Each General has one action to complete each month; the actions you can take can be viewed by selecting your general's icon. The actions are Mosque (this may be different when playing another scenario), Inn, Commence, Police, Repair Walls and Rest. Visiting the Mosque will let you pay your respects to God, catalogue books, make shisha and participate in the donor prize list. Cataloguing books will earn you research points; you do this by matching three coloured books in a stack of three by three. Making Shisha will allow you to sell it, bringing in some gold each month. Donor Prize List allows you to donate some gold for the chance to stop three spinning gold coins. The outcome of coins falling on heads or tails will determine which prize you will claim. The prizes could be resources like wood, sugar or prisoners, and you could also gain units or some special prize.

At the Inn you can rest your Generals and their units, but this will cost you some gold and can be quite expensive; it’s worth it, though, when needing to replenish your unit’s health and morale quickly. You can also rest your units by selecting the Rest option at your General, however if your units are severely damaged, they may take more than one action to fully replenish. You will also find some ruffians in the Inn, whom you can battle to increase your general’s experience levels and maybe gain some rewards.

Your first mission is to deal with armed rabble, which you can do by selecting a General and Police; you can then place your General at the city where the armed rabble are causing trouble. It’s best to jump straight onto these armed rabbles and nip them in the bud before they cause too much trouble. There will be times where you can try and persuade the rabble to leave, or even pay them off with some gold.

Commence is where you go to send your General to attack a city or to defend a friendly city. You can’t place your General straight onto a city you want to attack; you must place him on one of your cities and then drag him towards the city you want to attack. However, there must be a road between each city  Not all cities are connected by roads, although new roads can be built with the help of a merchant who will visit you twice a year once they become available to you. Attacking or defending a city is the same as commanding your Generals against armed rabbles etcetera, although cities will have defences such as walls and fences, while attackers will have rams and siege towers. After defending your cities, you may have taken damage to your defences; you can repair them by selecting the Repair Walls option in your Generals options.

Your Generals can only do one action per month, although you can still do other things this turn. You can visit the Administration where you can buy new units at Boot Camp, and Research (where you can spend any research points collected from the Mosque librarian on categories like Switch Rows One and Two, Shisha Production, Accommodate Merchants, Black Market and many more categories). You can also apply for a Loan here, although the interest on a loan may make you think twice about how urgently you really want the loan.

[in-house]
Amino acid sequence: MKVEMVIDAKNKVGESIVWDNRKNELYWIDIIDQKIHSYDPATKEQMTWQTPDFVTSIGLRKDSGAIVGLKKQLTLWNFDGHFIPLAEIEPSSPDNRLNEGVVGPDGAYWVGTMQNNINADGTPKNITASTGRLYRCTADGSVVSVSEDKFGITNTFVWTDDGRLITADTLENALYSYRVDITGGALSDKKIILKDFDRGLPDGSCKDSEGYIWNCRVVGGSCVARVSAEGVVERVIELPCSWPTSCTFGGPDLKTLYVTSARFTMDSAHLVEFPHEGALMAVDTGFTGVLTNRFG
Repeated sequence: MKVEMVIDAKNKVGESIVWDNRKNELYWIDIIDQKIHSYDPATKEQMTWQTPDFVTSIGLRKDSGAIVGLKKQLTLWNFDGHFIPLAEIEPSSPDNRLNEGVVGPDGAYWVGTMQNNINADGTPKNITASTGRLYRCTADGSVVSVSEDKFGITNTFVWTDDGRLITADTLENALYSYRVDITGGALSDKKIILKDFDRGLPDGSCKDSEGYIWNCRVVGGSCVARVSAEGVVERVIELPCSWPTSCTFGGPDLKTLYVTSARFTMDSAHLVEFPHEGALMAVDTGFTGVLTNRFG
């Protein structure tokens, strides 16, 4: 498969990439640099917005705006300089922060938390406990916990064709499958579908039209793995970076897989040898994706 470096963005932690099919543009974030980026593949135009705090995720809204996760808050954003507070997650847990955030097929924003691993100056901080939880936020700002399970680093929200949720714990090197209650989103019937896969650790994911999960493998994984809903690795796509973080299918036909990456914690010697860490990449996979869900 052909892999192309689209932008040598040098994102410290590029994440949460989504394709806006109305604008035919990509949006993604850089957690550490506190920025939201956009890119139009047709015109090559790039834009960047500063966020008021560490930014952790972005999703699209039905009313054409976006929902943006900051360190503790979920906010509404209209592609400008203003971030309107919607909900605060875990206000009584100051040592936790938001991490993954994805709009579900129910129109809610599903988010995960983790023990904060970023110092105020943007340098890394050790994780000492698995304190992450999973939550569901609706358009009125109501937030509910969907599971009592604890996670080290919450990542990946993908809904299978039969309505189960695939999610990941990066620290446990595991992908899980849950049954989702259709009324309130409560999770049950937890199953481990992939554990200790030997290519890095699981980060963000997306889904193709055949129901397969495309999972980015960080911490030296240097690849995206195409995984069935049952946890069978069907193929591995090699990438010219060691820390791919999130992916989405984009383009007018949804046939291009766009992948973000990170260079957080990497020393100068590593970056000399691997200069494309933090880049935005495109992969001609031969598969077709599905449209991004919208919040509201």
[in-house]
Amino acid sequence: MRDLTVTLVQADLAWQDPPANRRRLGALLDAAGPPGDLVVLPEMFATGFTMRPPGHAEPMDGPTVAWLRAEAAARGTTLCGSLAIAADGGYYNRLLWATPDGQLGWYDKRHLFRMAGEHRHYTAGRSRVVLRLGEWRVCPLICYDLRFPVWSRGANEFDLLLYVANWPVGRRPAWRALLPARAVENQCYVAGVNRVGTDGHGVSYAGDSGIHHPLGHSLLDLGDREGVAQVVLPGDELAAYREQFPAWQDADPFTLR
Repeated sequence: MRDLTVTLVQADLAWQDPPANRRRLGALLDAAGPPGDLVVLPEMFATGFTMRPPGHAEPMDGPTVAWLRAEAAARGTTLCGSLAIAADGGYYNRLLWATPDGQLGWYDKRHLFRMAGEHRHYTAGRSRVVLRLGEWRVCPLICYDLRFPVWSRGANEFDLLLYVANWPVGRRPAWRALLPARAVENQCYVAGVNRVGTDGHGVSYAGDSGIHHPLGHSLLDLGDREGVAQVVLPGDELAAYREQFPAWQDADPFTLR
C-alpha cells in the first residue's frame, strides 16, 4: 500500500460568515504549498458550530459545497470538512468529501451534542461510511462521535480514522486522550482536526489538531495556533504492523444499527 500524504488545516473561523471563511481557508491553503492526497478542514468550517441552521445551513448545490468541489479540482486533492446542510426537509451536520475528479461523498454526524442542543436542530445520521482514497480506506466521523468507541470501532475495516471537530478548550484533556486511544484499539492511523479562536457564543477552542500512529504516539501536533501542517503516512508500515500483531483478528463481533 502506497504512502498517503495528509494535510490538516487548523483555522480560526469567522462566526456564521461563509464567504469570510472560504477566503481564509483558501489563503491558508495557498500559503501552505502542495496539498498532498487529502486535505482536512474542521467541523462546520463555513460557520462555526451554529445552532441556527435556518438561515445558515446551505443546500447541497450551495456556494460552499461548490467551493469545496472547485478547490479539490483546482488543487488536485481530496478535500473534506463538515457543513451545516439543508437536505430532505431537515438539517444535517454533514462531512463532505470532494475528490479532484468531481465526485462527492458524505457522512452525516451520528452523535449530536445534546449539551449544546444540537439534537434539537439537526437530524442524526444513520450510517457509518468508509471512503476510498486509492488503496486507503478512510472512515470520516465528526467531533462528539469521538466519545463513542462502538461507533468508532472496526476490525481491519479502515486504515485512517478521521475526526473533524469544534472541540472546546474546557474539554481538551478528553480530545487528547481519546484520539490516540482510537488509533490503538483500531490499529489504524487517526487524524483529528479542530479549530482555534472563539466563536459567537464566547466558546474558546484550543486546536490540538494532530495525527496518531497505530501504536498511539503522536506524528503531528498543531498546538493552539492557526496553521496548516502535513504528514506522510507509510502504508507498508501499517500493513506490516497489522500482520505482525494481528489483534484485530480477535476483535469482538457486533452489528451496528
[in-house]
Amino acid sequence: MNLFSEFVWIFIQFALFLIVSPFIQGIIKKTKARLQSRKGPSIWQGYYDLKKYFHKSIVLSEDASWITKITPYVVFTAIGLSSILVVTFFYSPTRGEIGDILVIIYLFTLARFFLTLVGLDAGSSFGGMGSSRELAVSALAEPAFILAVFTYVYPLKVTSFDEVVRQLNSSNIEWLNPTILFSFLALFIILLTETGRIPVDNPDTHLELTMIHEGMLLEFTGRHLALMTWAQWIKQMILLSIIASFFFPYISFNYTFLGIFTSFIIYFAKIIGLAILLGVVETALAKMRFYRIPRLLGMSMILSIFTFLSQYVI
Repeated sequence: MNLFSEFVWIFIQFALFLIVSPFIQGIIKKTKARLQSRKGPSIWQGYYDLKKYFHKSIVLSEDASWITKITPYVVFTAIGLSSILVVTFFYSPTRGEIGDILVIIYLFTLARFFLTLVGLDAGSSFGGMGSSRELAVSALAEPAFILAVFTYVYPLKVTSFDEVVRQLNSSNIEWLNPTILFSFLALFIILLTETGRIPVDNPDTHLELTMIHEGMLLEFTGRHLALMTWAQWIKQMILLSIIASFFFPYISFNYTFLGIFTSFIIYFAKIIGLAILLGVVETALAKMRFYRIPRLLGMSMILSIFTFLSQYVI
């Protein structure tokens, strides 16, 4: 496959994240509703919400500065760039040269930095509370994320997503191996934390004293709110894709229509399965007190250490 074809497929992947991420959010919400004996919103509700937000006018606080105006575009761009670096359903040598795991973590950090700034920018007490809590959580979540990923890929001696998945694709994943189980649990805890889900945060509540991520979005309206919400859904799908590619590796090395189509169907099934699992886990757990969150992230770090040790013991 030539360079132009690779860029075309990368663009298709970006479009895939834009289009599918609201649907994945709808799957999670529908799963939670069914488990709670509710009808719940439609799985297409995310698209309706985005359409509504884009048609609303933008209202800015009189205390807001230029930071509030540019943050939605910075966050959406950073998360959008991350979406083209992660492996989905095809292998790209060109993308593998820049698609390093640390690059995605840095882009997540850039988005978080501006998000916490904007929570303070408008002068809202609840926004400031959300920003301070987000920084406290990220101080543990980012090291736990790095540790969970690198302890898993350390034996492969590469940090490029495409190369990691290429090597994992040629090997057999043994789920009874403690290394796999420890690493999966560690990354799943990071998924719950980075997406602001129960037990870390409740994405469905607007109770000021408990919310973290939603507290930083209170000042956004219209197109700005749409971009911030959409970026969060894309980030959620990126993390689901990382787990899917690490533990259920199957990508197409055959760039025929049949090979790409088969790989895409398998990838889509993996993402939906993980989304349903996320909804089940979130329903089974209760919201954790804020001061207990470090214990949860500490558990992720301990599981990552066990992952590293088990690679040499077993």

As you progress through the game, you’ll unlock Diplomacy and Religion. Diplomacy has the options of Liaison, Ambassador, Give a Gift, Trade, Military Alliance, Demand Tribute and Declare War with one of the kingdoms on the map. Selecting the kingdom you wish to interact with will display some information on your relationship with that kingdom, trade income estimates and the kingdom’s disposition. Above the diplomacy map is a scale of the relationship with the kingdom. The scale ranges from minus twelve to plus twelve with zero being neutral. This scale will alter as your relationship with a kingdom blossoms or deteriorates. The higher up the positive side of the scale you can climb, the better you’ll be able to trade (you can only trade with neighbouring kingdoms) or form military alliances. However, if your relationship deteriorates enough then War will be declared upon you.

Once you’ve done everything you need, you’ll have to end your turn. This will then go through each of the other kingdom’s turns, after which you’ll be updated on incoming resources, missions, and anything else which has gone off since your last turn.

The options includes Language (English and Korean), although Games Saves are incompatible if you change language. There’s also Music and Sound volume controls, Auto Save On/Off, View Mode Windowed/Full Screen and Zoom In/Out.

I’ve really enjoyed playing Plebby Quest – The Crusades thus far, I love the graphics, and the dialog is funny at times. The game is in Early Access currently but plays very well, with new updates regularly adding new content. I’ll give this a Big Thumbs Up!


Review written by Piston Smashed™ for!


+ Graphics look great
+ Funny dialog
+ Enjoyable to play
+ Has achievements
+ Has cards


- None

Review Summary

How will you build and expand your empire: Trade? Military Alliances? War? Diplomacy? Or will your empire fall to another kingdom?

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Zeepond Rating: 9/10